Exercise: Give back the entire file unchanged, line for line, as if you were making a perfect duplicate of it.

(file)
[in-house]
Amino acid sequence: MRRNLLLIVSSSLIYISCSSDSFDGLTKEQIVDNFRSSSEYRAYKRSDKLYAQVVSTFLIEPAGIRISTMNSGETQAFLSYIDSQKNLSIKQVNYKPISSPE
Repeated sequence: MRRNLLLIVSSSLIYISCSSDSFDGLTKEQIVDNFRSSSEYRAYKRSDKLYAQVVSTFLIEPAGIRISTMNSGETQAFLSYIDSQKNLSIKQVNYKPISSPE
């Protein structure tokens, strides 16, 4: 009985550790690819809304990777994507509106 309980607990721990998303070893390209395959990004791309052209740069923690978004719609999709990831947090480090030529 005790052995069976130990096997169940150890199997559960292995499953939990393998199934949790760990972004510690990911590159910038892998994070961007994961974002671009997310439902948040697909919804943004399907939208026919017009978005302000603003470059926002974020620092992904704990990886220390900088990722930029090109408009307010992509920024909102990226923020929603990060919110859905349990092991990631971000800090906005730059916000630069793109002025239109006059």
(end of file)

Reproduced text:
[in-house]
Amino acid sequence: MRRNLLLIVSSSLIYISCSSDSFDGLTKEQIVDNFRSSSEYRAYKRSDKLYAQVVSTFLIEPAGIRISTMNSGETQAFLSYIDSQKNLSIKQVNYKPISSPE
Repeated sequence: MRRNLLLIVSSSLIYISCSSDSFDGLTKEQIVDNFRSSSEYRAYKRSDKLYAQVVSTFLIEPAGIRISTMNSGETQAFLSYIDSQKNLSIKQVNYKPISSPE
């Protein structure tokens, strides 16, 4: 009985550790690819809304990777994507509106 309980607990721990998303070893390209395959990004791309052209740069923690978004719609999709990831947090480090030529 005790052995069976130990096997169940150890199997559960292995499953939990393998199934949790760990972004510690990911590159910038892998994070961007994961974002671009997310439902948040697909919804943004399907939208026919017009978005302000603003470059926002974020620092992904704990990886220390900088990722930029090109408009307010992509920024909102990226923020929603990060919110859905349990092991990631971000800090906005730059916000630069793109002025239109006059």